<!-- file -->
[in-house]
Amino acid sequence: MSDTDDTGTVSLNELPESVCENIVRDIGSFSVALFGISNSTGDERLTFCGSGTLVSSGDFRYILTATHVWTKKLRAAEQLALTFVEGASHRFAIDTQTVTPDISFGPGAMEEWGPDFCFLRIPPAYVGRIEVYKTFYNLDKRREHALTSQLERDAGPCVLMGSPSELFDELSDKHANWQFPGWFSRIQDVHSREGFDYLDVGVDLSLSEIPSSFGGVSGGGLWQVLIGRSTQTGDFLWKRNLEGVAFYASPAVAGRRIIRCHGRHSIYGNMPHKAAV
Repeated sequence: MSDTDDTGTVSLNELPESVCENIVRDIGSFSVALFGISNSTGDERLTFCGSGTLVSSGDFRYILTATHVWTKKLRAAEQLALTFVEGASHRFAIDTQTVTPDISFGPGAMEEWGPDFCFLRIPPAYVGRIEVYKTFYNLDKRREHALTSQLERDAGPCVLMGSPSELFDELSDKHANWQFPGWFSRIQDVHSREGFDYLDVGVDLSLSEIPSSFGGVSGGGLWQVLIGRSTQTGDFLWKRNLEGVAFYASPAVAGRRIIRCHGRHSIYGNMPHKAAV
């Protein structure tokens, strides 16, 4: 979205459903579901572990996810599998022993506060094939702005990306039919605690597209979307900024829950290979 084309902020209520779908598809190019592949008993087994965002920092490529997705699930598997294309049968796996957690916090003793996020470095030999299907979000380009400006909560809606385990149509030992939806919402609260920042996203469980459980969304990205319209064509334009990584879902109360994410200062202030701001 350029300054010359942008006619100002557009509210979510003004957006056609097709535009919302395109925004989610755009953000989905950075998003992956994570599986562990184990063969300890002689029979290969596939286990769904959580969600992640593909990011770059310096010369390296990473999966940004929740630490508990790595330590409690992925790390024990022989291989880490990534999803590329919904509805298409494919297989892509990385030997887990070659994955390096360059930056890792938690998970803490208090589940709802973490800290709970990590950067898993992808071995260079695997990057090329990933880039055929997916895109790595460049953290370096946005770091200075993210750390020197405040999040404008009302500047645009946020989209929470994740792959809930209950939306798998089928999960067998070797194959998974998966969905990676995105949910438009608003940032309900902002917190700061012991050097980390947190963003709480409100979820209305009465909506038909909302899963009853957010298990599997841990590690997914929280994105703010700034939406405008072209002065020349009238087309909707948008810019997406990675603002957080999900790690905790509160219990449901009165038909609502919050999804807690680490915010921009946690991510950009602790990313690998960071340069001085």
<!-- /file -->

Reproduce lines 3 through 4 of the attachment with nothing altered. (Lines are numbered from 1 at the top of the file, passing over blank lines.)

Repeated sequence: MSDTDDTGTVSLNELPESVCENIVRDIGSFSVALFGISNSTGDERLTFCGSGTLVSSGDFRYILTATHVWTKKLRAAEQLALTFVEGASHRFAIDTQTVTPDISFGPGAMEEWGPDFCFLRIPPAYVGRIEVYKTFYNLDKRREHALTSQLERDAGPCVLMGSPSELFDELSDKHANWQFPGWFSRIQDVHSREGFDYLDVGVDLSLSEIPSSFGGVSGGGLWQVLIGRSTQTGDFLWKRNLEGVAFYASPAVAGRRIIRCHGRHSIYGNMPHKAAV
């Protein structure tokens, strides 16, 4: 979205459903579901572990996810599998022993506060094939702005990306039919605690597209979307900024829950290979 084309902020209520779908598809190019592949008993087994965002920092490529997705699930598997294309049968796996957690916090003793996020470095030999299907979000380009400006909560809606385990149509030992939806919402609260920042996203469980459980969304990205319209064509334009990584879902109360994410200062202030701001 350029300054010359942008006619100002557009509210979510003004957006056609097709535009919302395109925004989610755009953000989905950075998003992956994570599986562990184990063969300890002689029979290969596939286990769904959580969600992640593909990011770059310096010369390296990473999966940004929740630490508990790595330590409690992925790390024990022989291989880490990534999803590329919904509805298409494919297989892509990385030997887990070659994955390096360059930056890792938690998970803490208090589940709802973490800290709970990590950067898993992808071995260079695997990057090329990933880039055929997916895109790595460049953290370096946005770091200075993210750390020197405040999040404008009302500047645009946020989209929470994740792959809930209950939306798998089928999960067998070797194959998974998966969905990676995105949910438009608003940032309900902002917190700061012991050097980390947190963003709480409100979820209305009465909506038909909302899963009853957010298990599997841990590690997914929280994105703010700034939406405008072209002065020349009238087309909707948008810019997406990675603002957080999900790690905790509160219990449901009165038909609502919050999804807690680490915010921009946690991510950009602790990313690998960071340069001085």